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Modified clays as adsorbent in filter system for medium or small scale water depuration

AuthorsDurán, Esperanza; Bueno, Salvador ; Cornejo, J. ; Gámiz, B. ; Hermosín, M.C.
Issue Date11-Sep-2016
PublisherSocietà Italiana di Mineralogia e Petrologia
Citation2nd European Mineralogical Conference
AbstractThe pesticide contamination of water is increasing as a result of intensive farming (Hermosin et al., 2013) and it makes necessary to develop low-cost systems for water purification, as to be used at farm houses and small agroindustries. Clays are good adsorbents for pesticides. Due to their small size, expansive properties reactive surfaces and modification or “tunning” ability (Hermosin & Cornejo, 1992; Socias-Viciana et al., 1998; Cruz-Guzmán et al., 2005; Gámiz et al., 2015) and thus they have been proposed for water treatment (Beall 2003). In this work we assay and propose clays as adsorbent component in a filter to remove pesticides from water. The modified clays were prepared from a low value clay (CTI, smectite content, 30%) located in Bailén (Jaen, Spain) by saturation with Fe3+ (CTI-FE) and hexadecyltrimethyllammonium (CTI-HDTMA). A commercial organo-clay, Cloisite 10A (Clo, from BKG) was also used for comparison. The pesticides tested re those used in olive crops, as terbuthylazine, tebuconazole and MCPA (Hermosin et a l., 2013). The clays were granulated to pellets with carnauba wax (car) as binder through a ram extruder. Powder clay and car were mixed (30% wt car) at 90ºC. Anthracite (Antra 170, AstralPool) was mixed at rate of 40% with the clay pellets as filtering bed in the tank with artificially contaminated water, Antracite helps to avoid clay swelling and to increase the bed porosity and improve the conditions of the water flow. Experiment set-up has a minimum flow of 30 ml/min to obtain pressures of 1 bar. The adsorption tests were carried out using a solution containing the three pesticides at initial concentration of 1 ppm in 40 liters of water. The adsorption kinetics was measured at selected times (15 min, 30 min, 1 h, 2 h, 4 h, 6 h, 8 h, 24 h). This work reveals that the pelletization process did not affect significantly the pesticide sorption capacity of clays (37-96%) and the pellets were not altered in terms of size showing an excellent water resistance at the end of the experiment. We obtained a high adsorption of the three pesticides tested for the cases of the commercial clay (Clo10) and for CTI-HDTMA, removing from 40-100% of pesticide from water after 24 h of treatment in the filter system. In contrast, the CTI-Fe sample did not perform as a good adsorbent, removing only between 15-42% of the herbicides from water after 24 h of treatment in the filter. CTI-HDTMA reveals as a very promising adsorbent derived from a low cost material to be used in filter systems for removing pesticides from contaminated waters. Hence the development of a small company devoted to the processing of low value clay sample would have to be considered. Beall, G.W. (2003): The use of organo-clays in water treatment. Appl. Clay Sci., 24, 11-20. Cruz-Gúzman, M., Celis, R., Hermosín, M.C., Koskinen, W.C., Cornejo, J. (2005): Adsorption of pesticides from water by functionalized organobentonites. J. Agr. Food Chem., 53, 7502-7511. Gámiz, B., Hermosín, M.C., Cornejo, J. (2015): Hexadimethrine-montmorillonite nanocompo-site: Characterization and application as a pesticide adsorbent. Appl. Surf. Sci., 332, 606-613. Hermosín, M.C. & Cornejo, J. (1992): Removing 2.4-D from water by organo-clays. Chemosphere, 24, 1493-1503. Hermosín, M.C., Calderón, M.J., Real, M., Cornejo, J. (2013): Impact of herbicides used in olive groves on waters of the Guadalquivir river basin (southern Spain). Agr. Ecosyst. Environ., 164, 229-243. Socías Viciana, M.M., Hermosín, M.C., Cornejo, J. (1998): Removing prometrone from water by clays and organic clays. Chemosphere, 37, 283-300.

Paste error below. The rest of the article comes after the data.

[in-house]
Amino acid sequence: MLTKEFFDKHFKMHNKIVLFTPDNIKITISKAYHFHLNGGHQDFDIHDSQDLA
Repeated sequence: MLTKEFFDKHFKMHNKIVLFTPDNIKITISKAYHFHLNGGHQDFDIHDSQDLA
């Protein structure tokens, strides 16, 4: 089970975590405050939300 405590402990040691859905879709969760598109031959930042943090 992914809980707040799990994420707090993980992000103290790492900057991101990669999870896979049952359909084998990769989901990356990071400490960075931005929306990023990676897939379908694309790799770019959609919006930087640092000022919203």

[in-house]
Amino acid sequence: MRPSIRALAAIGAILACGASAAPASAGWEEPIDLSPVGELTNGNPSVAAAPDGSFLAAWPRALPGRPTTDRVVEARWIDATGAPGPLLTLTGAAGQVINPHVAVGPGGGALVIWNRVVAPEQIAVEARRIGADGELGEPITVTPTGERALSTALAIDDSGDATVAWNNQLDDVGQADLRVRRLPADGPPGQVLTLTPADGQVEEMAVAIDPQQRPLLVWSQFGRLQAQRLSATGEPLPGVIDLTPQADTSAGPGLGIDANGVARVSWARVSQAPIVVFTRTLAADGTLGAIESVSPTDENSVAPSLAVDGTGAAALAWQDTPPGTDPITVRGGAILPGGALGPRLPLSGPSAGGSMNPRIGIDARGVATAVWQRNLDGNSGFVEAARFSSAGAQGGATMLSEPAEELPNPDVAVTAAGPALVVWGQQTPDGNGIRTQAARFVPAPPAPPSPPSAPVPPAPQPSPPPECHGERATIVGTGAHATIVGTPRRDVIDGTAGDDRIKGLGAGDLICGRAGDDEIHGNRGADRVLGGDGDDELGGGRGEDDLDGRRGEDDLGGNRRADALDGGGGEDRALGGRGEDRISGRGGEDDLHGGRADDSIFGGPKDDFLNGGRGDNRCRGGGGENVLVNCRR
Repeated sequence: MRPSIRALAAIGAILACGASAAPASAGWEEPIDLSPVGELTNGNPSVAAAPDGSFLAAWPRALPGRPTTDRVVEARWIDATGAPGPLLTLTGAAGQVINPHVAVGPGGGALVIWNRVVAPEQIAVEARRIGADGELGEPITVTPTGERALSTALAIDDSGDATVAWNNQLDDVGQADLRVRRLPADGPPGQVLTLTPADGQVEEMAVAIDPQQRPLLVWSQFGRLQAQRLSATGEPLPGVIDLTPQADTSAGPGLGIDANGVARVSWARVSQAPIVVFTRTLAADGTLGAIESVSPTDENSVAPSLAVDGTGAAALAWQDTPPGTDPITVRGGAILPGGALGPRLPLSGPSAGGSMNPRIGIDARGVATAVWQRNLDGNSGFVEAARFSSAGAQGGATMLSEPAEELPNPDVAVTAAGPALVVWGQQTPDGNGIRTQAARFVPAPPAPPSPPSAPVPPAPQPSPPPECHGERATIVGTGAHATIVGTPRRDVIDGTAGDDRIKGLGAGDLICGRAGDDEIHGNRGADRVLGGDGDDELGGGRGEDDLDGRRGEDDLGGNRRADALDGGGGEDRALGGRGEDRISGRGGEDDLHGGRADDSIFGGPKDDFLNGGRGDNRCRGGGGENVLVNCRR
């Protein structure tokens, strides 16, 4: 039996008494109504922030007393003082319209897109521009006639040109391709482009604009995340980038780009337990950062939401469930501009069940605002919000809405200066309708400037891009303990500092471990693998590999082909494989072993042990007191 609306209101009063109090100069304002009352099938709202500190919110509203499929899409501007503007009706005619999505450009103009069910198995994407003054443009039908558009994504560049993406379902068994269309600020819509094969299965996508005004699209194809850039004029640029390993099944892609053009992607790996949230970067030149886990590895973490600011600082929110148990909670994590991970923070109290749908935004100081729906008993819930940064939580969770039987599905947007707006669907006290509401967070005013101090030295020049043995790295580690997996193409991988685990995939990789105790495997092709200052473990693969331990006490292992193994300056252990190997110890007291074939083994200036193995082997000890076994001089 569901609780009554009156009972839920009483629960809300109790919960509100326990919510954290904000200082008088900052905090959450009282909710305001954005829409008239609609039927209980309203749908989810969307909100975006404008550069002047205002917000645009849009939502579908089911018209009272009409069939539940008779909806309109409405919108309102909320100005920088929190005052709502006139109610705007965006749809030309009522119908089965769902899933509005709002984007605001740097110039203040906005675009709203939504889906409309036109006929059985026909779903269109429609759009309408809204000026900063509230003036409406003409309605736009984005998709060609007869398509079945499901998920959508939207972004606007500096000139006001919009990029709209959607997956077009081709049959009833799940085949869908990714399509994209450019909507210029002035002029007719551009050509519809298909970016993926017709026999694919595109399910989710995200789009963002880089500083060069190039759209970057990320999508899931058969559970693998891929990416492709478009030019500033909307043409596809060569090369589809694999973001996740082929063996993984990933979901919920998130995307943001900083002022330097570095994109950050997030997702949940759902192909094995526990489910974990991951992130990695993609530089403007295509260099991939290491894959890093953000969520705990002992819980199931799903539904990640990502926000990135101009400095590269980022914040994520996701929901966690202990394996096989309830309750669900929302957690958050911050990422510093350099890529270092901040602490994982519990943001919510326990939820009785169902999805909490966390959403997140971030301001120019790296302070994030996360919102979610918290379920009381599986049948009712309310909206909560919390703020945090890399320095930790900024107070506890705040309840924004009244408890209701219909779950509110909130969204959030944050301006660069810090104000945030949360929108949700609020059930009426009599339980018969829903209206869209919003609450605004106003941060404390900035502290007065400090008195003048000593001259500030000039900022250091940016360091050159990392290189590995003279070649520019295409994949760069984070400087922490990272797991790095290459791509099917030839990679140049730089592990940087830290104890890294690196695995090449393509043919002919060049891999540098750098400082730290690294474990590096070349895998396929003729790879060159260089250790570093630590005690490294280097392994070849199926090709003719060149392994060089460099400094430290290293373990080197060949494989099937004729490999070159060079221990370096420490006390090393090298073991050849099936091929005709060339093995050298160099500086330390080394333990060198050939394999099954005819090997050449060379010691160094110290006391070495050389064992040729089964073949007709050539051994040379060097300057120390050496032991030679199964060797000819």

Appears in Collections:(IRNAS) Comunicaciones congresos
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